The TTE disrupted our conversation. He asked us to show our tickets. The old man showed his. As the TTE was returning the old man’s ticket after checking it, I moved my hands towards him but he smiled at me and moved to the next seat without looking at my ticket. The old man was, then, again looking at the activities of other people in the compartment. I was not sure whether or not I found anything in his words for my story, but it definitely made me think for a while. They say, one’s words reflect one’s state of mind. I thought, perhaps, he was having a tough time with his children which might have made him so harsh about my generation. Prompted by the sense of individualism, I gathered courage to ask him if everything was well with him and if he was satisfied with his life. With his typical smile, he began with his style of counter-questioning, “Do I look dejected? Did I lecture you harshly?”
“Of course, not”, was the only thing that came to my mind, to placate him. “Well, I am not dissatisfied, I am ashamed. Yes, I’m ashamed of having failed with time. I failed to protect my institutions when they were being destroyed by the intruders. My land was sacred for everyone but even the ruins of those are ruined now. I lost strength with time, I did not keep apace with the changing tides. It was as ironical as to say that the Oxford had gone illiterate. The present does not belong to me. The onus is on you now, rather your generation and peers. You have many competitors, but turn the pages of history, I was the leader, having no distant second even.”
“Who are you? Some philanthropist or industrialist or statesman?”,I asked inquisitively. “There are many aspects of a person. Everyone has entirely different, completely independent elements of their persona, don’t you agree? And it is unwise to judge a person on the basis of only one. In my case, I am all the three or even more than that”, he replied.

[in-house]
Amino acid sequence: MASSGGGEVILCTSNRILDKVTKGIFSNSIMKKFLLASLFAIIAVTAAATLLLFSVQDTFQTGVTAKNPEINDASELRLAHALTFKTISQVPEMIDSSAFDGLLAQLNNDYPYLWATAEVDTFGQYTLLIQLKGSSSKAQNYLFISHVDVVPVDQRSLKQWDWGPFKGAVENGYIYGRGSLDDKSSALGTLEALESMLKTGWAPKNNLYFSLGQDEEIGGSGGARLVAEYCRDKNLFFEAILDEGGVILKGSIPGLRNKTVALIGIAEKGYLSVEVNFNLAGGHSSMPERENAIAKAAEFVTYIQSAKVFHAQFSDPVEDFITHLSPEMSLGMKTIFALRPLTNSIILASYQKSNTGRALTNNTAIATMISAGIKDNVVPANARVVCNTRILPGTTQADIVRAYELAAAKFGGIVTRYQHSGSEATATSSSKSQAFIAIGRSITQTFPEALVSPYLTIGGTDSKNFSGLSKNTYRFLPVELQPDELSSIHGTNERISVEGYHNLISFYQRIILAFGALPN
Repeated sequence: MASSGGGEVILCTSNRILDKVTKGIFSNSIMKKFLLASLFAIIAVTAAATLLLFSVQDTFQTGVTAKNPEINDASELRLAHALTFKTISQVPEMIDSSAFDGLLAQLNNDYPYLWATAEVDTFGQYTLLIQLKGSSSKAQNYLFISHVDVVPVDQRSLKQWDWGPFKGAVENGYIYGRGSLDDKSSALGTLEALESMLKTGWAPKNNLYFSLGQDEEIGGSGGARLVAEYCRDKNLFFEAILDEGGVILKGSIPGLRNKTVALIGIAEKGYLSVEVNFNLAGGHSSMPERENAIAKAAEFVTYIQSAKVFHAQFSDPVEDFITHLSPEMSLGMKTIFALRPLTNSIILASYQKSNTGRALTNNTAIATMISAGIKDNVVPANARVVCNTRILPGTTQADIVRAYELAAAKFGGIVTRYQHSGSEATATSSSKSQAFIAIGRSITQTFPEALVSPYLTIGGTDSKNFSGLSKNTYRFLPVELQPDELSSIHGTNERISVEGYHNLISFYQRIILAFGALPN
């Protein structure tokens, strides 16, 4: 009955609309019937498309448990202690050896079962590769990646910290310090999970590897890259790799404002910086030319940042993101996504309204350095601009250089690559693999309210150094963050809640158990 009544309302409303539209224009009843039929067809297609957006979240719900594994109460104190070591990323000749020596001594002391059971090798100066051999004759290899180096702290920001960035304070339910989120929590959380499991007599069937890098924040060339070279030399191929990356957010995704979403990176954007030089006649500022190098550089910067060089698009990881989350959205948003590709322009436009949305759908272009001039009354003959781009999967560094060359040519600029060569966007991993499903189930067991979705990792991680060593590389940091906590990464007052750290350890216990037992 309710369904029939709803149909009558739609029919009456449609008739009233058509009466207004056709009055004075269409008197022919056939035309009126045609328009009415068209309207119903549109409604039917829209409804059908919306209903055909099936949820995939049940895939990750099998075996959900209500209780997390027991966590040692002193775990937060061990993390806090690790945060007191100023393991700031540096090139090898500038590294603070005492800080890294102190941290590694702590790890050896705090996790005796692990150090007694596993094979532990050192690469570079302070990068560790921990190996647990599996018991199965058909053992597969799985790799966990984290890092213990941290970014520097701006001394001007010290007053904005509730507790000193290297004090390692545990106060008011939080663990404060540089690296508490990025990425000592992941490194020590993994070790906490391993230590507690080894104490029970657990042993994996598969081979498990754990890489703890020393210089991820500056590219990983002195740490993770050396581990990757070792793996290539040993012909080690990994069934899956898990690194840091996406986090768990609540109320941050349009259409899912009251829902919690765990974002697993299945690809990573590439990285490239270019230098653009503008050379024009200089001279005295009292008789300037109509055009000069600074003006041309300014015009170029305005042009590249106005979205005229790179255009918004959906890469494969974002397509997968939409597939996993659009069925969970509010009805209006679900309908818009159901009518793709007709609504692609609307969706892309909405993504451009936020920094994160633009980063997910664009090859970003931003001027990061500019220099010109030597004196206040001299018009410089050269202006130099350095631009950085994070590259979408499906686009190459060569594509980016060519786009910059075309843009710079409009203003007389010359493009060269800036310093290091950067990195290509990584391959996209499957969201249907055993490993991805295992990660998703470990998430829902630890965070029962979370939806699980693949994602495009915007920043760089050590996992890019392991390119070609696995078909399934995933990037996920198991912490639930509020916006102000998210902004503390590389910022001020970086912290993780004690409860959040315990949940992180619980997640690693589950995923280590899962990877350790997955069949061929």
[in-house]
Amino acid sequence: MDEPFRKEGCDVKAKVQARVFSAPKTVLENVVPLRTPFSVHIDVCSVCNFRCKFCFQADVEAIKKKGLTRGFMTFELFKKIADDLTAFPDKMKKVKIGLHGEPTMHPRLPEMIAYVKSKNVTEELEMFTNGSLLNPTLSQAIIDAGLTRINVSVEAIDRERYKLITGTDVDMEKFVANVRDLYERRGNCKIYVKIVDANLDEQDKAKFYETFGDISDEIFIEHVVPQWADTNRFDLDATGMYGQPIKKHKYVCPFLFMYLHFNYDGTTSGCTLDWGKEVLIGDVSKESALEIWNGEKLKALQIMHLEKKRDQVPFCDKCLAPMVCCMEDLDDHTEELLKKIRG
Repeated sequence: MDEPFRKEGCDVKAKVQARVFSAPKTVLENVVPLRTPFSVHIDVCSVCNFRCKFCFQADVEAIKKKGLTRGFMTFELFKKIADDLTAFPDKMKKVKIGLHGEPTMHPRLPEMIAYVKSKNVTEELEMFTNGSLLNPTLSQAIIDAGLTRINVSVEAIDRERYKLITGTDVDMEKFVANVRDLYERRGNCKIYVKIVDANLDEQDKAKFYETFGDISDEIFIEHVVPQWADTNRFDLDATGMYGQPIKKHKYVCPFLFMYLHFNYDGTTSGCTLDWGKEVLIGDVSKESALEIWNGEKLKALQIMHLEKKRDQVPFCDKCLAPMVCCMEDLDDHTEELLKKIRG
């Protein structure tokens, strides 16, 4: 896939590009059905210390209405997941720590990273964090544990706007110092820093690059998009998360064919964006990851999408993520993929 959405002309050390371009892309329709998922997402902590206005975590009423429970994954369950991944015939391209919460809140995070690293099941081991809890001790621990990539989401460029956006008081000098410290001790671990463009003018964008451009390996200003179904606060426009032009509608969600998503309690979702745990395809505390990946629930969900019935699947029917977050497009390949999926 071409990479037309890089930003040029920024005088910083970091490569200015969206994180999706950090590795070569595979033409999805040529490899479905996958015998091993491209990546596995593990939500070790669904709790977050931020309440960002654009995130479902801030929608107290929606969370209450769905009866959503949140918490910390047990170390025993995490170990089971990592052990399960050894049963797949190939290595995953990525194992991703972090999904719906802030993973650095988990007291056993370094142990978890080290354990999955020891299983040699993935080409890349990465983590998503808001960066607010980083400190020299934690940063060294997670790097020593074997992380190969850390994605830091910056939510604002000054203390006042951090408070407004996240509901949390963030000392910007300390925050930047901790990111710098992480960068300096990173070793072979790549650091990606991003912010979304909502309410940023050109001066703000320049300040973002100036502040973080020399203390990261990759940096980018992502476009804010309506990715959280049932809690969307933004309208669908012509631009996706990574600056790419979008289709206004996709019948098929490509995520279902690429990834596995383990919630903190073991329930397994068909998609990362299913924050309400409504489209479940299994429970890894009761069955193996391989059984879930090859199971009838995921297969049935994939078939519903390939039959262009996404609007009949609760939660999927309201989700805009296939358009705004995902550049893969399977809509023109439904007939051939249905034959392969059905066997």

By this time, he had turned from a wise old man to a disturbed raucous co-passenger in my eyes, due to his bluntness and arrogance. “Sorry, though you are that great a person, I don’t recognize you”, I quipped to impugn his disdainful lines. “That’s because I am not noisy, unlike you or your peers. You shout so much for even the slightest of things that you don’t listen to what the other person is saying. Not only that, in the name of liberalism, you don’t listen in your own grief. You don’t recognize me because you are forgetful. Look, how noise has harmed your memory. You call yourself forgiving, but in Dinkar’s words, you are, no way, a venomous serpant who can choose not to bite. Rather, you are a toothless tiger who has to reconcile with his inability to hunt. Don’t decorate yourself with those beautiful adjectives, they don’t look good standing behind ‘ignorance’. And the one who wants to know about me, knows me well. The BBC people epitomize Rome in me…”
“so were you abroad in your days of glory?”, I interrupted.
“No, I was here only. But yes, in my heydays, I was known all over the world. Let us see if anyone from your generation comes close to matching my glory among my opposite numbers across the globe”, he explained, with the shine of impudence on his face like Clark Gable in ‘Gone With The Wind’.
“So there must be pages on you on the internet. Let me look at it, then. Would you please tell me your name?“, I asked, questioning the reputation he claimed to have had. “I am the oldest person alive in South Asia. People have called me with different names across the ages.Between the current fames, someone named me Azimabad…“
Then, I had just started recognizing him, and as I took my eyes off the screen of my tablet PC, to the opposite seat, he had disappeared. There was no one sitting opposite to me, no one in the compartment either. Also, I realized that, definitely, that kind of vanity was hard-earned and rarely deserved.
I kept wondering if that was Charles Dickens’s ghost of past from ‘A Christmas Carol’, or Richard Schenkman’s ‘The Man From Earth’ playing before my eyes.Perhaps, that was the reason, the TTE did not check my ticket.